Saturday, 11 July 2020

Palm Springs (Movie Review)


For all the movie shortages we've been experiencing recently, it sure feels like there has been no shortage of romantic comedies. Within the span of just a few weeks, we've gotten entries like The Lovebirds, The High Note and Eurovision Song Contest. Even regular comedies like Irresistible and The King of Staten Island had a strong romantic element within their stories. But of all the romantic comedies we have gotten so far this year, Palm Springs is easily my favorite one.

The movie stars Adam Samberg and Cristin Millioti as our two leads, Nyles and Sarah, both of whom meet at a wedding in Palm Springs. But just before their fledgling romance can blossom into something special, the day is brought to an unusual and abrupt end, only for it to start again the following day. Sarah soon discovers that they are both stuck inside an infinite time loop, one from which neither is able to escape.

Nyles, who has been inside the time loop longer, takes it upon himself to explain to Sarah how the whole thing works: basically, the day resets for either one as soon as he or she dies or falls asleep. But Sarah, who blames Nyles for her predicament, refuses to accept its confinement, so she proceeds to test the boundaries of the time loop's rules, to increasingly comical results.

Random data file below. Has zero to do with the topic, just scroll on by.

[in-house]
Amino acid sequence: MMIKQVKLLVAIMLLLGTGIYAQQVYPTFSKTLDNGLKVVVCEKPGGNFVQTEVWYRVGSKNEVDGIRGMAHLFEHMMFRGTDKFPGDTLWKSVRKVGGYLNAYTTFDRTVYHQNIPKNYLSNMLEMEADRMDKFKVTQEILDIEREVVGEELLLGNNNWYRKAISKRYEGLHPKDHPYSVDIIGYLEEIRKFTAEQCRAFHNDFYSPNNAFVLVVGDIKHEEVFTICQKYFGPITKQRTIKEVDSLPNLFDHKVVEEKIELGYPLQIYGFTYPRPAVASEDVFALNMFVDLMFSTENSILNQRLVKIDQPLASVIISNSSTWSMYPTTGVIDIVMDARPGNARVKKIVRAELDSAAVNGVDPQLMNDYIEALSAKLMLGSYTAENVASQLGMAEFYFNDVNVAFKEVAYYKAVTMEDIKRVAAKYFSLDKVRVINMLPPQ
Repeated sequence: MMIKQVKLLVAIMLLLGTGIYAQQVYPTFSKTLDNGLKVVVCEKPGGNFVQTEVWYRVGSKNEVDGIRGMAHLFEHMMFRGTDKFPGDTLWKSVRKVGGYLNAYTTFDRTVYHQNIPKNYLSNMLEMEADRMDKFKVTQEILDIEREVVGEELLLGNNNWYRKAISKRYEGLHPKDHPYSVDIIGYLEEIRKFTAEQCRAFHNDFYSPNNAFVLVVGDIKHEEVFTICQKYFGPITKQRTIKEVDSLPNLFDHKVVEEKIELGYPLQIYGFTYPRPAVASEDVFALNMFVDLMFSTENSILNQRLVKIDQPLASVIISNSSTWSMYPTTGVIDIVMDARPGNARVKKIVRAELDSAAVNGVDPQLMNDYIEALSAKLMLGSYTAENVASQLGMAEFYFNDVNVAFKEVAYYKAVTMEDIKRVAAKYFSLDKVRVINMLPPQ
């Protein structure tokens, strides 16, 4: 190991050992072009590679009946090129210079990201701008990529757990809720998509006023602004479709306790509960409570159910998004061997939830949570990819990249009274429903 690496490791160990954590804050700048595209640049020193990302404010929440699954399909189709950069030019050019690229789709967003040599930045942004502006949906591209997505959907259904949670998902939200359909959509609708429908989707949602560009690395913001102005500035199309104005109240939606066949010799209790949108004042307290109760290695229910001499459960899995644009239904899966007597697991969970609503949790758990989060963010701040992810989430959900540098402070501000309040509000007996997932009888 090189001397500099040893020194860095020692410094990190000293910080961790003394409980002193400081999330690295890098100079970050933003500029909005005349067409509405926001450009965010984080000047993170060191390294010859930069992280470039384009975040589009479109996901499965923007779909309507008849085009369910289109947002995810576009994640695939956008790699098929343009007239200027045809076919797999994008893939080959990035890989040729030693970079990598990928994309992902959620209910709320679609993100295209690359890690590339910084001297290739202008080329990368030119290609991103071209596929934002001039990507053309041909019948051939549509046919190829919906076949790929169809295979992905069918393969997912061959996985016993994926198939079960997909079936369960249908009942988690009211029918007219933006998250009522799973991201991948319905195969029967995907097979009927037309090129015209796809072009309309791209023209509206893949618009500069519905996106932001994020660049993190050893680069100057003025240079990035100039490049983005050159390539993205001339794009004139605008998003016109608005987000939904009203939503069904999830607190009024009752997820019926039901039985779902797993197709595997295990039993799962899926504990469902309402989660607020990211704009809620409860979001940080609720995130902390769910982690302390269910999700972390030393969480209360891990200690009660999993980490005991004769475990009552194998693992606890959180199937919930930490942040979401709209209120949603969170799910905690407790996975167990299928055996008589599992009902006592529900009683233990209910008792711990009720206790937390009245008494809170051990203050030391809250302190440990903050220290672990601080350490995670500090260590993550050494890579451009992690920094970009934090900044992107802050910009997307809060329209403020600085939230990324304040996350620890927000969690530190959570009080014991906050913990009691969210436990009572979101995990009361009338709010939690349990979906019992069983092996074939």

Time loop comedies have been done to death at this point. But rarely do we get one that puts a fresh spin on the familiar formula like Palm Spring does. The film serves as the directorial debut for Max Barbakow, a name that we would all do well to remember going forward, given how good a job he has done here, right out of the gate. The film is laugh-out-loud funny; the bar dance scene in particular had me in stitches throughout.

I also loved that it felt like there was genuine chemistry between its two leads. This is especially important in a romantic comedy and a requirement that should never be taken for granted. Both Andy Samberg and Cristin Millioti proved that they were up to the task. J.K. Simmons also turns in a supporting performance that once again shows his versatility as an actor.

I understand that it is easier for comedies to thrive in the current movie landscape. They don't cost that much to produce and don't need to gross too much before they can be considered a success. Which I guess explains why studios are willing to take a risk with them on streaming platforms like Hulu and Netflix. So expect to see even more in the months to come. And if they happen to be anywhere as good as Palm Springs, we shouldn't have much to complain about.

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